Library Lines May 13,
With so much changing in our world on a daily basis, we want to let you know that one thing will
not -- the Middleborough Public Library WILL be offering a summer reading program again this year.
Your staff has been working hard to develop another fun, meaningful and educational summer program for kids, teens and adults, and we want to announce today that we'll be using the Beanstack online platform for our
programs this summer. New with Beanstack is a mobile app, to make participating even easier.
We'll be keeping to our typical schedule, kicking off the program the third week of June. Keep watching our newsletter for more information and click
to see where you'll be able to create Beanstack accounts for you and all your family members once our program opens next month.
Everything You Always
Wanted to Know About Overdrive and the Libby App
But Were Afraid to Ask
Now's the time to explore the incredible depth of our OverDrive collection. Start here and click on the Collections tab to find something unexpected. A recent search through the "Available Now" titles brought up many books that have had intimidatingly long hold lists over the past two years. Maybe you gave up on it because you got tired of waiting, so now's the time to search and borrow something like Michelle Obama's memoir Becoming, Ruth Ware's newest mystery, The Turn of the Key, Louise Penny's A Better Man, or Killers of the Flower Moon by David Grann.
If you're new to borrowing from the Library's Overdrive collection, start here at the "Help" pages. For assistance, email Reference Librarian Libby Fox and she'll get back to you and try to help.
Hooray! Hooray! It's Finally May
Children's Librarian Miss Amanda presents her collection of weekly online activities for your kids to have fun with until the Library reopens.
Wednesdays at 1:00 p.m. -
- Story time on
! This week, on
oinMiss Amanda and special guests from the Middleborough
Fire Department, Lieutenant Larry and Firefighter Ryan, for a safety story time on the Library's Facebook page. Now is a good time to remind children of hazards at home, so Lieutenant Larry will give families some great reminders regarding fire safety and Firefighter Ryan will demonstrate the current gear they wear when responding to emergencies. If you're looking for ways to talk to young children about wearing masks, social distancing, and washing hands please visit the Library's Parents Corner.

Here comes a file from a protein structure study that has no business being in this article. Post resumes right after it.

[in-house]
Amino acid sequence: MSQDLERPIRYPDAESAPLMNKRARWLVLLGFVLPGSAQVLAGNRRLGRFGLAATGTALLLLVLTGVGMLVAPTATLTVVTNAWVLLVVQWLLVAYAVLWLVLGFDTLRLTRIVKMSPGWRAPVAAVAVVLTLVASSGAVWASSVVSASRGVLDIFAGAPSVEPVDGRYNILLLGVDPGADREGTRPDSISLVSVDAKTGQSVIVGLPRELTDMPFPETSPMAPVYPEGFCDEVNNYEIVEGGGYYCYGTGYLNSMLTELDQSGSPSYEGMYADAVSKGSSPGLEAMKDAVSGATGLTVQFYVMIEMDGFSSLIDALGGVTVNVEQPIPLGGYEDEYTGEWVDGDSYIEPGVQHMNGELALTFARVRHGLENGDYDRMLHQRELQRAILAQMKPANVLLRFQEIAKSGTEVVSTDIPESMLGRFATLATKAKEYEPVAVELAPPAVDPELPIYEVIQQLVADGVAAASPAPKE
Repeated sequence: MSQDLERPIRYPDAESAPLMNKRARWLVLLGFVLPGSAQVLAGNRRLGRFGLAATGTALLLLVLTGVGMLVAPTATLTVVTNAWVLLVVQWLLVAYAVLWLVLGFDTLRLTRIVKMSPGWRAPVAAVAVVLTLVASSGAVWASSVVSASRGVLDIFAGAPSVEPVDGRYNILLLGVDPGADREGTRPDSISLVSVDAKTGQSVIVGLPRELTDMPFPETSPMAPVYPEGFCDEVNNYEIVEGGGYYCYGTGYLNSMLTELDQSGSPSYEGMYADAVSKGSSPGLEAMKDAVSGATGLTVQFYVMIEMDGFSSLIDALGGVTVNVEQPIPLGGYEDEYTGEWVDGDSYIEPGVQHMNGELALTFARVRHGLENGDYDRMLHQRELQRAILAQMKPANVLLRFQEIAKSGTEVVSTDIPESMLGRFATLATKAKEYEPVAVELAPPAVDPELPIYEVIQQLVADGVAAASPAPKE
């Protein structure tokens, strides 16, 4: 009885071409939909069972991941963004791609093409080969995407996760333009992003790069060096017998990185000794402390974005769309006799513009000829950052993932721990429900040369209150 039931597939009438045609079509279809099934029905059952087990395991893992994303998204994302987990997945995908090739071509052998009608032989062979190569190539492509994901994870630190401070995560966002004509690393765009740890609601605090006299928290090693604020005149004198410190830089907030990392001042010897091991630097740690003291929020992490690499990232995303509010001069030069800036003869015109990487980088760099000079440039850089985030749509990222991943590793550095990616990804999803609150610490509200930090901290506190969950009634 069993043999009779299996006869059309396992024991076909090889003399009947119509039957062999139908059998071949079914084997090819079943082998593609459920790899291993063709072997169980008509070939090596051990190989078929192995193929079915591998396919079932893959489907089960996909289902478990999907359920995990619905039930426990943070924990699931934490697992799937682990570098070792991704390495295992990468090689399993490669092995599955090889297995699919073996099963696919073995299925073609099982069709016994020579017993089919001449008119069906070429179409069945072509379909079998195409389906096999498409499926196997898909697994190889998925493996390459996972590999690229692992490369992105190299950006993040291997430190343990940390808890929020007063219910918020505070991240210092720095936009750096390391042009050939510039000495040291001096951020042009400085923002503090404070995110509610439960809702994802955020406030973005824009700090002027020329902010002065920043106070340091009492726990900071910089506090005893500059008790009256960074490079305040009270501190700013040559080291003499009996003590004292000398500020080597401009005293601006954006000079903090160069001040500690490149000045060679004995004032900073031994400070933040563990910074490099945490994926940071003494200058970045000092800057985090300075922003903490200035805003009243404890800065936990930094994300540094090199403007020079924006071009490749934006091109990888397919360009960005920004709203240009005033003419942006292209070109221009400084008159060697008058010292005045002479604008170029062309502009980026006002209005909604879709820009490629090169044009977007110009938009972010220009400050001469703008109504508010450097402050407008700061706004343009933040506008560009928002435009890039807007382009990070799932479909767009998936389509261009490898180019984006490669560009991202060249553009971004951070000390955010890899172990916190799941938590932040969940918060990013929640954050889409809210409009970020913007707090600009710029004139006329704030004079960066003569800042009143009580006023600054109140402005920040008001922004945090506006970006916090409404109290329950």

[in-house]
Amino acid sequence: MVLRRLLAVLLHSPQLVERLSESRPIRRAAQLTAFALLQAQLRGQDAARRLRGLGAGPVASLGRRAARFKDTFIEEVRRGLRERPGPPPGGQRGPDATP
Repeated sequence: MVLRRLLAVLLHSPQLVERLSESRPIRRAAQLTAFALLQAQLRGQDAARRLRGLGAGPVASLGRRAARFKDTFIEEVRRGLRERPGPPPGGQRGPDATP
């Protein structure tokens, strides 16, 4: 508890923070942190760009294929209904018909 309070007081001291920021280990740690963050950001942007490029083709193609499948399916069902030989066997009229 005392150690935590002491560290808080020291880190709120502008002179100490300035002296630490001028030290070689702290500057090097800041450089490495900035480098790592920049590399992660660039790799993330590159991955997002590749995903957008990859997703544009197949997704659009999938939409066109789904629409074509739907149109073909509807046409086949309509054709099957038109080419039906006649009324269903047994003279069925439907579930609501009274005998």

Tech with Tiny Tots on Thursdays -- Today,
May 14, is the final session of Miss Amanda's
Zoom group for parents with babies/toddlers.
If you've got a
baby or toddler at home, take a lunch break with Miss Amanda to enjoy a short story, rhymes and songs plus time to socialize with other caregivers. Learn tips on how to encourage early literacy skills appropriate for your child's brain development and gain support during this difficult time. Crying, hungry, tired and sleeping kids are all welcome! Everyone will be muted during the storytime part of the program. Please register here.
Friday Fun with Miss Lori's Puzzle/Challenges --
This week, starting
Miss Lori wants to hear about how you celebrated your mom on Mother's Day. You can email her or post something on our Facebook page. Here's a Mother's Day anagram from Miss Lori:
M - Mothers are important
O - on a daily basis
T - together with Fathers
H - help their children
E - every day grow and learn
R - really loving
Tuesday Lego Challenges --
Your challenge for this week, starting May 19, is to build your own museum using Legos. What would be in your collection? Dinosaur bones? Art? Rocks? Create labels for your items on display.
Be sure to look for another newsletter, coming out on
Wed., May 20, for next week's fun programs with Miss Amanda!
News From the
Feeling stressed about managing homeschooling, work, food security, and more? You're not alone. Check out
Miss Amanda's conversation with Meg Quirke
, Family Resource Coordinator, regarding Interface, a free mental health resource available to residents of Middleborough. You can reach the Interface Helpline at
888/244-6843, Monday-Friday, 9:00 a.m. to 5:00 p.m.
Don't forget to check out more resources for caregivers on the Library's
Teen Reads, Tips & To-Dos
Each week, we'll share new and notable books, tips on topics and resources relating to you, or themed craft and activity ideas to help you get through this tough time.
This Week's Spotlight: Sports Stories
A world champion swimmer at 14, Susannah Ramos' finds herself fighting to keep her career afloat when two important people enter her life: a new coach with a revolutionary training strategy and a charming fellow swimmer named Harry Matthews. Grades 9-12. Release date: May 18.
In this graphic memoir, Gene Luen Yang turns the spotlight on his life, his family, and the high school where he teaches, chronicling the Bishop O'Dowd High School varsity basketball team and their phenomenal
season. Grades 9-12.
Lazarus Weathers, a high school senior from the wrong side of the tracks, seeks to protect his half-brother while pitching his way out of poverty, one strike at a time. Grades 7-12.
For more Deuker sports stories, take a look at these titles.
FAVORITE SPORTS AUTHORS